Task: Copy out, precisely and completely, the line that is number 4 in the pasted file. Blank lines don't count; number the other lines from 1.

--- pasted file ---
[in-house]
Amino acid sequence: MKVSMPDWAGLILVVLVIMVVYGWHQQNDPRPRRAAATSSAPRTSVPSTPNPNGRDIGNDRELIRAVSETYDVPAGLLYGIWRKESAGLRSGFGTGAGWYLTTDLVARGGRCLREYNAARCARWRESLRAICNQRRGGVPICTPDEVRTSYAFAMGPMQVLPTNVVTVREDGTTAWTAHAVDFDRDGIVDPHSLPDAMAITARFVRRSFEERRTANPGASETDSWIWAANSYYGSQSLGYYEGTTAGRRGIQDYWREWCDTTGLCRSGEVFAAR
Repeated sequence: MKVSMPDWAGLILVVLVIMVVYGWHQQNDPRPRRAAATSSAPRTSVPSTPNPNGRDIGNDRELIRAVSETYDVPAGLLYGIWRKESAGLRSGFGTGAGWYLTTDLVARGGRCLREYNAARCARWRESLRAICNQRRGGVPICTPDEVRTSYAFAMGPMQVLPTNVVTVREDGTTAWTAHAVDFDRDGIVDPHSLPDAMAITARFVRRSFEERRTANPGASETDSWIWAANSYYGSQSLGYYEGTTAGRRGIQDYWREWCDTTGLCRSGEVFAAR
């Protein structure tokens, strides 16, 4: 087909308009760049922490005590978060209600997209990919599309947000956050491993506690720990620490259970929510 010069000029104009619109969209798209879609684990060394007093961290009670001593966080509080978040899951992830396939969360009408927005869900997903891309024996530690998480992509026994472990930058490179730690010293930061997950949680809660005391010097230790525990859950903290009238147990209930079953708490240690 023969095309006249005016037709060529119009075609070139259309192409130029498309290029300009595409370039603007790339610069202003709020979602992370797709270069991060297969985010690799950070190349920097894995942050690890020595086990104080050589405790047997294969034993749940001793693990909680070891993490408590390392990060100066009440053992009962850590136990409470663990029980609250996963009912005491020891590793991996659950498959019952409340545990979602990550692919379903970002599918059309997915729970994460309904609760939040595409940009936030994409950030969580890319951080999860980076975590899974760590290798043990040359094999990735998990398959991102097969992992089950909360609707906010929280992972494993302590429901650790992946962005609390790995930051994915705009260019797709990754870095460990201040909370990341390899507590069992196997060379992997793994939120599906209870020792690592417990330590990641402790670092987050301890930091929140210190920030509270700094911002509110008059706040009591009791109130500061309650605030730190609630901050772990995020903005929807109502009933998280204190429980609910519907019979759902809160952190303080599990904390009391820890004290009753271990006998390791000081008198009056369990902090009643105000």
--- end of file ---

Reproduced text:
């Protein structure tokens, strides 16, 4: 087909308009760049922490005590978060209600997209990919599309947000956050491993506690720990620490259970929510 010069000029104009619109969209798209879609684990060394007093961290009670001593966080509080978040899951992830396939969360009408927005869900997903891309024996530690998480992509026994472990930058490179730690010293930061997950949680809660005391010097230790525990859950903290009238147990209930079953708490240690 023969095309006249005016037709060529119009075609070139259309192409130029498309290029300009595409370039603007790339610069202003709020979602992370797709270069991060297969985010690799950070190349920097894995942050690890020595086990104080050589405790047997294969034993749940001793693990909680070891993490408590390392990060100066009440053992009962850590136990409470663990029980609250996963009912005491020891590793991996659950498959019952409340545990979602990550692919379903970002599918059309997915729970994460309904609760939040595409940009936030994409950030969580890319951080999860980076975590899974760590290798043990040359094999990735998990398959991102097969992992089950909360609707906010929280992972494993302590429901650790992946962005609390790995930051994915705009260019797709990754870095460990201040909370990341390899507590069992196997060379992997793994939120599906209870020792690592417990330590990641402790670092987050301890930091929140210190920030509270700094911002509110008059706040009591009791109130500061309650605030730190609630901050772990995020903005929807109502009933998280204190429980609910519907019979759902809160952190303080599990904390009391820890004290009753271990006998390791000081008198009056369990902090009643105000």